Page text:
Patrilineal Jew Seeks Conversion

While IFF ascribes to the Reform notion that behavior, not being born of a Jewish mother, is the most important signifier of Jewish identity, we understand that large sections of the Jewish community don’t agree. Sue Fishkoff of JTA wrote two stories last week about patrilineal Jews–that is, Jewish-identifying people with a Jewish father and non-Jewish mother–who seek to “convert” under Conservative auspices so that nobody questions their Jewishness.

Judging from the article, many Conservative rabbis are quite sympathetic to these people and refer to their ritual immersion in a mikvah not as a “conversion,” but as an “affirmation” or “completion.”

Rabbi Joel Meyers, executive vice president of the Rabbinical Assembly, the rabbinic arm of the Conservative movement, says they are most often people who “grew up very involved with Judaism and the Jewish people, who think of themselves as Jewish.”

As a result, he says, “we try very hard, with great sensitivity and compassion, to work with them.”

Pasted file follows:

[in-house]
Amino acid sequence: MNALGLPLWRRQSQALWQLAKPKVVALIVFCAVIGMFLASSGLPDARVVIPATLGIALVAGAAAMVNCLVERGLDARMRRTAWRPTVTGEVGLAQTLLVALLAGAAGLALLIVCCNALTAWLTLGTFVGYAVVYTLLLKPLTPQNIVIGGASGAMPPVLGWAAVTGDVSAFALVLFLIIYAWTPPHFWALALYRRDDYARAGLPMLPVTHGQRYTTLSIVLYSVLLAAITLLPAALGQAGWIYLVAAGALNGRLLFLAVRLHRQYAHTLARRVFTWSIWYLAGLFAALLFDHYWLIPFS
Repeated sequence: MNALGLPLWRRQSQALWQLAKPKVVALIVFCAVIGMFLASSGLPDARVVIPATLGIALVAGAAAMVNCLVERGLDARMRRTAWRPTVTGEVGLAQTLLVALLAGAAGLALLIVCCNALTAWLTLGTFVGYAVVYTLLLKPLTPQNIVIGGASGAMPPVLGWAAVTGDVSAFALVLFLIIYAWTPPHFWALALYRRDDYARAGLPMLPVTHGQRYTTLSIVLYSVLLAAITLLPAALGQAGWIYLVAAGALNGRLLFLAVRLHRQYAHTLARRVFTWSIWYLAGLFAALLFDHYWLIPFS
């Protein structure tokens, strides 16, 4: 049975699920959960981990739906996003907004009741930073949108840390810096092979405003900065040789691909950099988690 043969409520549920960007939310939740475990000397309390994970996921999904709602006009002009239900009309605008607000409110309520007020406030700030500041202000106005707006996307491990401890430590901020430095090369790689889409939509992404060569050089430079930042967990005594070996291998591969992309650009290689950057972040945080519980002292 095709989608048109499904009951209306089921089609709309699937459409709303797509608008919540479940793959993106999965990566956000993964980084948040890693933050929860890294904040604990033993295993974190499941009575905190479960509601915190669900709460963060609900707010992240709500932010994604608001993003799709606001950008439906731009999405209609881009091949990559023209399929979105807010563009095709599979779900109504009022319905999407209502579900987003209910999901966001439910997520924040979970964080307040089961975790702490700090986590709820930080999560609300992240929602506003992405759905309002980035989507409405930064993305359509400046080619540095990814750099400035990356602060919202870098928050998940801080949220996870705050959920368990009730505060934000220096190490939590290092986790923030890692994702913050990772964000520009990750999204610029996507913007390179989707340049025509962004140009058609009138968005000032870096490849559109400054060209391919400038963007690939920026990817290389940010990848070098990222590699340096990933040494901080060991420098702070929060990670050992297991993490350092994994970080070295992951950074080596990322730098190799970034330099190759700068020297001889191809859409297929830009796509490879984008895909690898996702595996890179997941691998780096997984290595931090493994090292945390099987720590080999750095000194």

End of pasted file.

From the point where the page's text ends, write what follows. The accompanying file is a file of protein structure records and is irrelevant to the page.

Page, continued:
Each conversion candidate meets with a sponsoring rabbi, Meyers explains, who ascertains the candidate’s Jewish knowledge, observance level and commitment to the Jewish people. Those with strong enough Jewish backgrounds may not have to study much, if at all. For them, the conversion “is more of a technicality,” one Conservative rabbi explained.

At the same time, some of these patrilineal Jews resent the fact that they have to get a “stamp of approval” for years of Jewish behavior and identification. Fishkoff points to the example of a 31-year-old woman who spent a year in Israel on a student program and kept getting asked whether she planned to convert:

“It was a weight I had to carry during the entire program,” Goldstein says. “I felt the burden of having to prove myself more than people ‘born Jewish,’ ” she says.

Goldstein converted while she was pregnant — not because she wanted to, but to spare her child what she went through.

“I didn’t want my daughter to have to face that duality,” she says. “I converted, but resented that I had to do it.”

One clever approach some Conservative rabbis have taken is to require all their b’nai mitzvah students to immerse in a mikvah. That way, the children of non-Jewish mothers can convert without being singled out.

Of course when you get down to it, there is little historical or halachic justification for recognizing only the children of Jewish mothers as Jewish, but that’s neither here nor there. Conservative rabbis who deal with the issue sensitively should be commended for their work.

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